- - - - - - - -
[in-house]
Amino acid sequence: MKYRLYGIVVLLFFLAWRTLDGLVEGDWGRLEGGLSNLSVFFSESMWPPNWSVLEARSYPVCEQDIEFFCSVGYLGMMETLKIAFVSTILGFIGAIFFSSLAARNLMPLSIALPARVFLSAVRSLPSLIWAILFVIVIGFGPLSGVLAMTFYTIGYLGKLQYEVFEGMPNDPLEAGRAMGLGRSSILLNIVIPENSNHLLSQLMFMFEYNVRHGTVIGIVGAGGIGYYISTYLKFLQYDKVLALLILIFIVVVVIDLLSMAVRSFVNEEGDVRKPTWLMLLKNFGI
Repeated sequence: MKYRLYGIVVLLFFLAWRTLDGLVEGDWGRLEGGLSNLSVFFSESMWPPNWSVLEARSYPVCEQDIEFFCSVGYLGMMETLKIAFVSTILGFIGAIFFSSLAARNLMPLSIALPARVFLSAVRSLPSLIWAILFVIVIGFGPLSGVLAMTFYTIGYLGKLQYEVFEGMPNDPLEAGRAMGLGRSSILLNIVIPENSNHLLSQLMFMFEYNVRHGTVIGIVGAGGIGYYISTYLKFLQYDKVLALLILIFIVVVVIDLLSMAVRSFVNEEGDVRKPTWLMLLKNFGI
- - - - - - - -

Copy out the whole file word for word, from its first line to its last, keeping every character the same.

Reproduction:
[in-house]
Amino acid sequence: MKYRLYGIVVLLFFLAWRTLDGLVEGDWGRLEGGLSNLSVFFSESMWPPNWSVLEARSYPVCEQDIEFFCSVGYLGMMETLKIAFVSTILGFIGAIFFSSLAARNLMPLSIALPARVFLSAVRSLPSLIWAILFVIVIGFGPLSGVLAMTFYTIGYLGKLQYEVFEGMPNDPLEAGRAMGLGRSSILLNIVIPENSNHLLSQLMFMFEYNVRHGTVIGIVGAGGIGYYISTYLKFLQYDKVLALLILIFIVVVVIDLLSMAVRSFVNEEGDVRKPTWLMLLKNFGI
Repeated sequence: MKYRLYGIVVLLFFLAWRTLDGLVEGDWGRLEGGLSNLSVFFSESMWPPNWSVLEARSYPVCEQDIEFFCSVGYLGMMETLKIAFVSTILGFIGAIFFSSLAARNLMPLSIALPARVFLSAVRSLPSLIWAILFVIVIGFGPLSGVLAMTFYTIGYLGKLQYEVFEGMPNDPLEAGRAMGLGRSSILLNIVIPENSNHLLSQLMFMFEYNVRHGTVIGIVGAGGIGYYISTYLKFLQYDKVLALLILIFIVVVVIDLLSMAVRSFVNEEGDVRKPTWLMLLKNFGI